“I Don’t See Color”: The Impact of Field Placements on Preservice Teachers’ White Racial Identity Development

Carolyn A. Groff, Terri Peters

Abstract


The purpose of this mixed-method study was to examine the influence of diverse field placements on the White
racial identity development of White preservice teachers (n = 92) placed in schools where the student body was
either predominantly White or students of color. Using Helms’s theory (1995) of White racial identity
development, we selected instruments that measured participants’ awareness of racism, as well as their
consciousness about being White (e.g., Color-Blind Racial Attitude Scale and Psychosocial Costs of Racism to
Whites Scale). Preservice teachers in nondiverse settings became less aware of racial issues at the end of the
field experience. Using pretest scores as covariates, an analysis of covariance indicated that those in more
diverse settings had higher levels of White guilt at the end of their field experience. The qualitative results also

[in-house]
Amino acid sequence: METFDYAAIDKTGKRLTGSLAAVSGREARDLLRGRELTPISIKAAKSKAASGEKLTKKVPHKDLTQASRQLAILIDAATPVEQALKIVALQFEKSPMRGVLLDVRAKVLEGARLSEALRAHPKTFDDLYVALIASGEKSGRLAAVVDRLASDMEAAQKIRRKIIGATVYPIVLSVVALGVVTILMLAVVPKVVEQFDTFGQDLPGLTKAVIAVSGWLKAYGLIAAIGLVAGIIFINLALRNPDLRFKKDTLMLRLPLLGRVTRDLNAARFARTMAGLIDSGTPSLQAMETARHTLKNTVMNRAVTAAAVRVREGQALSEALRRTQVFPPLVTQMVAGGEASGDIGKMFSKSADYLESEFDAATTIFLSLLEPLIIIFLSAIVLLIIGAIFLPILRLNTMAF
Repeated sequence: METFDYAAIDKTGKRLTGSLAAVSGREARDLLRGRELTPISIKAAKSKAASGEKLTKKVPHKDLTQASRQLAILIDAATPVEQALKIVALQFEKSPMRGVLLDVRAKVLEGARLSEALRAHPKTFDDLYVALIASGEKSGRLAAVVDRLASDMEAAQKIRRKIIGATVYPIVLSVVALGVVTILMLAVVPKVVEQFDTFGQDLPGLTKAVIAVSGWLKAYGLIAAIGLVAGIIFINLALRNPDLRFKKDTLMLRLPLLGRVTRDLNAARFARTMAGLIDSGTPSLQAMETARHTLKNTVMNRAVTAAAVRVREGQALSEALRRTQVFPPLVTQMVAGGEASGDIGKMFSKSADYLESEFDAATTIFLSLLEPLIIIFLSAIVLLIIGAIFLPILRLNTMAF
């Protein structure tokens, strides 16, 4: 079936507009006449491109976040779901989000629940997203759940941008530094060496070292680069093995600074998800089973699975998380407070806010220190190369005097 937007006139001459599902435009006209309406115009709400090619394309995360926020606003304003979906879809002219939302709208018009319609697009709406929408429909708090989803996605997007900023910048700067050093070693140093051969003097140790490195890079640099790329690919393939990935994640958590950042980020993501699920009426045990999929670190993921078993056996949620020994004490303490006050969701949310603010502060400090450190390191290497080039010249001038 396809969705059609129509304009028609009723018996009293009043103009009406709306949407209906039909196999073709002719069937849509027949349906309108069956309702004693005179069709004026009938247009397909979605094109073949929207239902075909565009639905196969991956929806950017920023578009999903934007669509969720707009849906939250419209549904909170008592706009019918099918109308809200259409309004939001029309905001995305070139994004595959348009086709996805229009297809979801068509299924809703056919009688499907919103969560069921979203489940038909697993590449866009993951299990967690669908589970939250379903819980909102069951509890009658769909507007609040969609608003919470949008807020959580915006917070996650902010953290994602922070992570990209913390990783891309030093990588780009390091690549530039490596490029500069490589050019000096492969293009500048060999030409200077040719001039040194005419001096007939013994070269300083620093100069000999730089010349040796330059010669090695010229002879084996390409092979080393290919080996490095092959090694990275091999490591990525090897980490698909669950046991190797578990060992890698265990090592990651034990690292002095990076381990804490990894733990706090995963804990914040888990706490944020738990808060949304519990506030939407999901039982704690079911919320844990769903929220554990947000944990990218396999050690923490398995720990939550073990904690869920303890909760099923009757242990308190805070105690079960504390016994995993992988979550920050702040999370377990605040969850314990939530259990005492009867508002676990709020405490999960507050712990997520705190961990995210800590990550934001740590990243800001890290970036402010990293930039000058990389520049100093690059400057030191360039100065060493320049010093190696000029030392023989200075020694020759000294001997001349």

showed differences in perceptions based on field placements, thus supporting the quantitative findings.
Participants were asked how the diversity in their fieldwork placement affected their thoughts about their own
ethnic background and social status. For those placed in diverse settings, the most common theme that emerged
was the contrast between the characteristics of the students and one’s own family and personal characteristics
(e.g., wealth, ethnicity). The results suggest that more than exposure to diverse students is needed to evoke
changes in White racial identity in order to prepare preservice teachers to effectively teach students of color.


Full Text: PDF DOI: 10.5539/jedp.v2n2p1

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Journal of Educational and Developmental Psychology   ISSN 1927-0526 (Print)   ISSN 1927-0534 (Online)

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